Mitchell Lyons

Dr Mitchell Lyons

Role: Research Fellow | Lecturer

Bio: I am a postdoc in the Centre for Ecosystem Science, and my research can be described as a mixture of Ecology, Geography and Statistics. I finished my PhD in 2013, at the University of Queensland, which focused on developing new remote sensing methods for long term monitoring and change detection in terrestrial and marine ecosystems. After this I focused on automated monitoring of seagrass environments using remote sensing and autonomous underwater vehicles (AUVs). On moving to the University of New South Wales, I shifted focus to application of modern statistical and modelling approaches for large scale vegetation classification and mapping problems, with a side interest in drone-acquired image data. I also teach remote sensing in some of the courses in the School of Biological, Earth and Environmental Sciences, as well as programming and statistics in various short courses and workshops (http://environmentalcomputing.net/).

Technically speaking, my expertise lies in remote sensing and ecological modelling (statistics and machine learning), and I generally take a computational programming (R and Python specifically) approach. Non-technically speaking, I love getting into the bush or into the ocean, love bare feet on grass and I have a penchant for cricket and homebrewing.

Research field keywords: ecology, remote sensing and GIS, ecological modelling, vegetation science, statistical ecology

Publications: see my Google Scholar profile (http://scholar.google.com.au/citations?user=9PnIKHYAAAAJ), and please contact me if you would like a copy of any of my papers.

Code + software: see my github page (https://github.com/mitchest/), and check out my R packages if you are so inclined:

optimus - model-based clustering diagnostics - https://cran.r-project.org/web/packages/optimus/index.html

c2c - comparing classification and clustering solutions to eachother - https://cran.r-project.org/web/packages/c2c/index.html

 


phone: +61 2 9385 2797 | email: mitchell.lyons@unsw.edu.aulocation: level 5, E26 (biological sciences south) | twitter: @mitchest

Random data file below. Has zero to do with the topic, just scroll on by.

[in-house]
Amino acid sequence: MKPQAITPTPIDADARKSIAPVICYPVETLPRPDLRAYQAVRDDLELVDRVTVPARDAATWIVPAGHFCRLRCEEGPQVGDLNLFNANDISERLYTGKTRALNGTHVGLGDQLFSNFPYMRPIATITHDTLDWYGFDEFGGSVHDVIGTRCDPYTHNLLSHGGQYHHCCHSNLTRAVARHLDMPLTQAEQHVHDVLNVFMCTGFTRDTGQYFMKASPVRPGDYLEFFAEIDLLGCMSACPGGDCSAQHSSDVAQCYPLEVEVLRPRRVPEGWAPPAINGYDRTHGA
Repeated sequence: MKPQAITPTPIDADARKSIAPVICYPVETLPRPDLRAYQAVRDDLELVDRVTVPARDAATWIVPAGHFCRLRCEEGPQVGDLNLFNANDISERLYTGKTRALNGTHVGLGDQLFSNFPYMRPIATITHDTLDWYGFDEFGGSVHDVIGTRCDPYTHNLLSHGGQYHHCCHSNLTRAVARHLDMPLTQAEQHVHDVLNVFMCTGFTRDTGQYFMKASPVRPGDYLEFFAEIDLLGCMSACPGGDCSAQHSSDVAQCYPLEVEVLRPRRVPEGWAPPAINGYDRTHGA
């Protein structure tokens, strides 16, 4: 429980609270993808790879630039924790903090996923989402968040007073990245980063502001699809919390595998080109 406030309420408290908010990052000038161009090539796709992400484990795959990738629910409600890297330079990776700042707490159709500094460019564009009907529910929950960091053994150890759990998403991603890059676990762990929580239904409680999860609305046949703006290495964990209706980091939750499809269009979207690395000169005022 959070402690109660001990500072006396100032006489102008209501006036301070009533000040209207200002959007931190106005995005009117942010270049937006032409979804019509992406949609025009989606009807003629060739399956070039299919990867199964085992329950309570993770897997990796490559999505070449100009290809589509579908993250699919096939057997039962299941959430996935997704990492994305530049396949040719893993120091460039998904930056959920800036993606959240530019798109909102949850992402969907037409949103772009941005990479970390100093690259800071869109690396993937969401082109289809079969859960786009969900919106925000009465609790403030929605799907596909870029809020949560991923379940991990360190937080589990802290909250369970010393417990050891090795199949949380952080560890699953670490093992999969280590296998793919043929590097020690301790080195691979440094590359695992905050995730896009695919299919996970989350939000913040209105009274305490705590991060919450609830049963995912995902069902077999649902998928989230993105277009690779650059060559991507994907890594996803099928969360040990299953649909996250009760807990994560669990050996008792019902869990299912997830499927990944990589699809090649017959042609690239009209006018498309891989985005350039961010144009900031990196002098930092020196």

Publications

Author Date Title Link PDF
Callaghan et al. 2017 Assessing the reliability of avian biodiversity measures of urban greenspaces using eBird citizen science data

ABSTRACT. Urban greenspaces are important areas for biodiversity, serving multiple uses, sometimes including conservation and biodiversity management. Citizen science provides a cheap and potentially effective method of assisting biodiversity management in urban greenspaces. Despite this potential, the minimum amount of citizen science data required to adequately represent a community is largely untested. We used eBird data to test the minimum sampling effort required to be confident in results for three biological metrics, species richness, Shannon diversity, and community composition (Bray-Curtis similarity). For our data, from 30 urban greenspaces in North America, for a 90% threshold level, a minimum mean number of 210, 33, and 58 checklists were necessary for species richness, Shannon diversity, and community composition, respectively. However, when we eliminated those species that were present in fewer than 5% of checklists at a given site, there was a marked decrease in mean minimum number of checklists required (17, 9, and 52, respectively). Depending on the ecological questions of interest, eBird data may be a potentially reliable data source in urban greenspaces. We provide a validation methodology using eBird data, with its associated code in the R statistical environment, to provide confidence for land managers and community groups managing urban greenspaces.

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